There are nearly 150 million poor and near poor people in America who are not responsible for the damage done by the Great Recession. Yet they pay the price. The poor did not create the deindustrialization of America, unmatched corporate profiteering and greed, more than a decade of foreign wars, and unregulatedtax benefits for the wealthy. When the largest economic institutions in the world were brought to their collective knees, they went crawling to the government’s doorstep in search of salvation. The government obliged, allowing Wall Street to socialize its failure on the backs of Main Street Americans. The housing and jobs crisis they created fostered a poverty unseen in generations—not just in inner-city ghettos and barrios, but also in suburbs and rural areas crossing racial, age, and gender lines. Nearly one-third of the American middle class—mostly families with children—have fallen into poverty.”
—Tavis Smiley and Cornel West
“Class warfare” is the claim that Republican conservatives have spouted when the issue of economic inequality is brought by advocates like Dr. Cornel West and Tavis Smiley. What does that mean? It means that when the truth about the rules and rights of the rich versus the poor is exposed, the argument is that these advocates are discriminating against people who are rich, creating a “war” against people who are wealthy.
Does that make sense?
This becomes an argument of between facts and impressions. People with facts tend to stand on more solid ground in this kind of argument. Why is that? Could it be because FACTS can’t be subjective?
The excerpt above is an example of using logic and facts to support the rationale behind financial and economic instability.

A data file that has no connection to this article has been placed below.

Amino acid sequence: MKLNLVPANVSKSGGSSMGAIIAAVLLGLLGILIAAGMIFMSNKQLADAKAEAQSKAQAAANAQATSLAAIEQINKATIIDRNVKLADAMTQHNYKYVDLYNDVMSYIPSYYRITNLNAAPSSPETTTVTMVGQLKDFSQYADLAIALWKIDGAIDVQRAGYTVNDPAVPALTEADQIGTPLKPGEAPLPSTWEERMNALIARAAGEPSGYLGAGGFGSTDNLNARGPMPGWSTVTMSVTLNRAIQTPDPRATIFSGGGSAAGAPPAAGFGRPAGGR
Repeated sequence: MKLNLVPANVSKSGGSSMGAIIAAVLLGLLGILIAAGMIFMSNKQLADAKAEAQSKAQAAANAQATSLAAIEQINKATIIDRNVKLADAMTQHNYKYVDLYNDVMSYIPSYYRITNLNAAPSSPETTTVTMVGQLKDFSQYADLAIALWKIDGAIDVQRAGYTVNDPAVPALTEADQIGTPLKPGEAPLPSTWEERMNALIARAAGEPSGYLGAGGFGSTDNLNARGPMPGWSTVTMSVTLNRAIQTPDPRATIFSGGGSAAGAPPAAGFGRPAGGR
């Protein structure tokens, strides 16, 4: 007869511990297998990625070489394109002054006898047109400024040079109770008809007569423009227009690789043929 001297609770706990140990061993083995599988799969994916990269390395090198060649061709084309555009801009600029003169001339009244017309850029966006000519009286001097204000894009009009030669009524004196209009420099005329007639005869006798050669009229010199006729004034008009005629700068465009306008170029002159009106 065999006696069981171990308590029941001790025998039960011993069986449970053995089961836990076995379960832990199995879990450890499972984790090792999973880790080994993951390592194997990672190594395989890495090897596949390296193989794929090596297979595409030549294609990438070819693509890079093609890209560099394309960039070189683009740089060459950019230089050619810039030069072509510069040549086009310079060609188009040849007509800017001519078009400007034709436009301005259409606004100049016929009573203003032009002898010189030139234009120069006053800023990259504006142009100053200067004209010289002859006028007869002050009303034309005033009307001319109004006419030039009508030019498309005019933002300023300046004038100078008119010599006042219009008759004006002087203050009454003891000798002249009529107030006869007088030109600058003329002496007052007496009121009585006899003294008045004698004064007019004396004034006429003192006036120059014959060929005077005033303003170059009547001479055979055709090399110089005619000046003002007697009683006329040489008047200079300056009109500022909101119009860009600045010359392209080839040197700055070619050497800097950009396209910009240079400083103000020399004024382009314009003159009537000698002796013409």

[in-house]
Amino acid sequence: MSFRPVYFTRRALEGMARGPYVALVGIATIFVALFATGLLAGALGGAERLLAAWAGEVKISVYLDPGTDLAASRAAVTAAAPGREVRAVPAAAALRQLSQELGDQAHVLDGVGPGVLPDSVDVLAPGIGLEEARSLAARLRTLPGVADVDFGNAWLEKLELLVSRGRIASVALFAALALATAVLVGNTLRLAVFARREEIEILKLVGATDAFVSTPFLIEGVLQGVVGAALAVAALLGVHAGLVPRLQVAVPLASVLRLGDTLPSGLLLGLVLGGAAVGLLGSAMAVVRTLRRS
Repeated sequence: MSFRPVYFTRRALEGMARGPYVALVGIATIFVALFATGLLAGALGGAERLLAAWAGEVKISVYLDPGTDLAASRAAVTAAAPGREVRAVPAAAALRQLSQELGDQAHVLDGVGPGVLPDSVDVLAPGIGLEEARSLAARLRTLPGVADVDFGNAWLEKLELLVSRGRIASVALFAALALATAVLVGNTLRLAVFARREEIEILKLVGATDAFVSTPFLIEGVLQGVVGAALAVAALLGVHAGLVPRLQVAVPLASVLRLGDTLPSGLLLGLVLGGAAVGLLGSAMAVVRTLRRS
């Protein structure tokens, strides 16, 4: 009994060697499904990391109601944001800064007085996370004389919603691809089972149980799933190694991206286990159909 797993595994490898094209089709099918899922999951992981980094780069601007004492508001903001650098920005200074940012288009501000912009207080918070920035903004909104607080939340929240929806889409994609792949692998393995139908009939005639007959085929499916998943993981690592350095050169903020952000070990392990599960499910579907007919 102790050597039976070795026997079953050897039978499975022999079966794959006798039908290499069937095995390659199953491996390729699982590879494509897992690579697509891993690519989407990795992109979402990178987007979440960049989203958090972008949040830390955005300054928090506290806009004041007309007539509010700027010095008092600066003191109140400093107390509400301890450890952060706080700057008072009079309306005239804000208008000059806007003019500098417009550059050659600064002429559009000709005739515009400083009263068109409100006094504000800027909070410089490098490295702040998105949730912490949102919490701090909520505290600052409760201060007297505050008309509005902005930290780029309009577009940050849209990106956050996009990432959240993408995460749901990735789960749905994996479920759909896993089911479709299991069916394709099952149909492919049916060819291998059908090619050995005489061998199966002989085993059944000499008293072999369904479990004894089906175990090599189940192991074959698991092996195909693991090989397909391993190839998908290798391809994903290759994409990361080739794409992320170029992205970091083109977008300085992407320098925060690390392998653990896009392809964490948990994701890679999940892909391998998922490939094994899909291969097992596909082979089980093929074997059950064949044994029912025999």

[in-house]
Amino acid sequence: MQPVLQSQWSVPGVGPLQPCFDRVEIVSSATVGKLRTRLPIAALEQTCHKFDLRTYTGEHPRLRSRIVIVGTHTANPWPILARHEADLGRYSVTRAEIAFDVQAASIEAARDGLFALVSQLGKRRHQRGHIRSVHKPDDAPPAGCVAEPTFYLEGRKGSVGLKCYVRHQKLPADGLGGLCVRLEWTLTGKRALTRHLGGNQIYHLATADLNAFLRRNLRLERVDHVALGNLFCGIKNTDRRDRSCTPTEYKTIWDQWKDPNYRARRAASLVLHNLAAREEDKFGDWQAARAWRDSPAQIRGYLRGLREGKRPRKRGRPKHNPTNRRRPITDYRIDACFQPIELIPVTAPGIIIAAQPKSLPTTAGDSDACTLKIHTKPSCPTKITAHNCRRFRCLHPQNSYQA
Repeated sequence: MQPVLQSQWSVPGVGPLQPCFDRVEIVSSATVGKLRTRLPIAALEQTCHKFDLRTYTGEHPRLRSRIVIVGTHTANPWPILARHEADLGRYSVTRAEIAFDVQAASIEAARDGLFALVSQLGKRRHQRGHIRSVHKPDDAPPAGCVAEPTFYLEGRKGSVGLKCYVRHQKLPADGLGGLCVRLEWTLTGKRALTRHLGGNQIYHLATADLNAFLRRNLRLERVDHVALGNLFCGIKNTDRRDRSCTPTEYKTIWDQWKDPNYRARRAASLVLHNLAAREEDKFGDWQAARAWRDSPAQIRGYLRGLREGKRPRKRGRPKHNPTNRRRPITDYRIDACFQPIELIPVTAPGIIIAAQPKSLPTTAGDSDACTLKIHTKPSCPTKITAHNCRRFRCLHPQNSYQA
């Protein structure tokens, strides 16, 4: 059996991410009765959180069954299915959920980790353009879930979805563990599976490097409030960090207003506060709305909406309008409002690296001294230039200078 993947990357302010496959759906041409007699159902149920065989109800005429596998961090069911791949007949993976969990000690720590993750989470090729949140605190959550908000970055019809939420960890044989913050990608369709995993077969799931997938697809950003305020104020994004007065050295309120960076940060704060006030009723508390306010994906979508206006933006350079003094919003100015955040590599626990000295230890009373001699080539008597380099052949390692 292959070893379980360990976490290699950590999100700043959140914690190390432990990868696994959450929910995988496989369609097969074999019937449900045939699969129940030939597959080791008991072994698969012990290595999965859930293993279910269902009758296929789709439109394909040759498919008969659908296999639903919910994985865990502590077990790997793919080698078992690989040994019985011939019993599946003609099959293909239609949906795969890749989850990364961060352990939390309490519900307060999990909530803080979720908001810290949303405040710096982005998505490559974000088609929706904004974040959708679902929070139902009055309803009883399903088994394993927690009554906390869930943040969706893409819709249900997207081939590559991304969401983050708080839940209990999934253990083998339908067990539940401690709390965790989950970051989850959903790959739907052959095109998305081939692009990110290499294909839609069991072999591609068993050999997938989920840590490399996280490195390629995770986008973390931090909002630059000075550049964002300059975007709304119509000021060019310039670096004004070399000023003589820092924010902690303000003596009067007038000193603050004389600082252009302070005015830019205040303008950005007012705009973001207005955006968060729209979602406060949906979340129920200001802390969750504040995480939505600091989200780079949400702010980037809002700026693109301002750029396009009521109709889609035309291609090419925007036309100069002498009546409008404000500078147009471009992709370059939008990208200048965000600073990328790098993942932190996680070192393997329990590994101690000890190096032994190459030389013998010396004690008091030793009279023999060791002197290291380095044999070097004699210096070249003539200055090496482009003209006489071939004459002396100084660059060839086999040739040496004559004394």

I am not a political debater. I actually get a little disinterested in the extended cable commentary that reiterates the same 5 minute soundbite over and over and over. I just want truth to be spoken to power in an authentic and genuine way.
People like Dr. West and Mr. Smiley tend to cut through the political, pontificating rhetoric to get at the truth of the matter. In this case, it’s dealing with why only a small amount people stay rich while the majority live in poverty. It mirrors the educational gap between majority students and minority students in varying communities. The frustrated adults and commentators question why the gap remains; the everyday victims of this crime sadly become immune to its destructive results.
How do we change this? How do you fix this problem? Unfortunately, it’s not as easy as taking a pill to take the pain away.
It requires community involvement on a local, state, and federal level. It requires pointed activism from the Occupy Wall Street movement. It requires re-calibrating the opportunity scales so that EVERYONE has a fair shake at the American Dream of getting a good education, getting a good job, buying a house, having a family, saving money for your own kids to go to college, etc.
What do you think about this “class warfare”? Is it really a battle or just one-sided argument?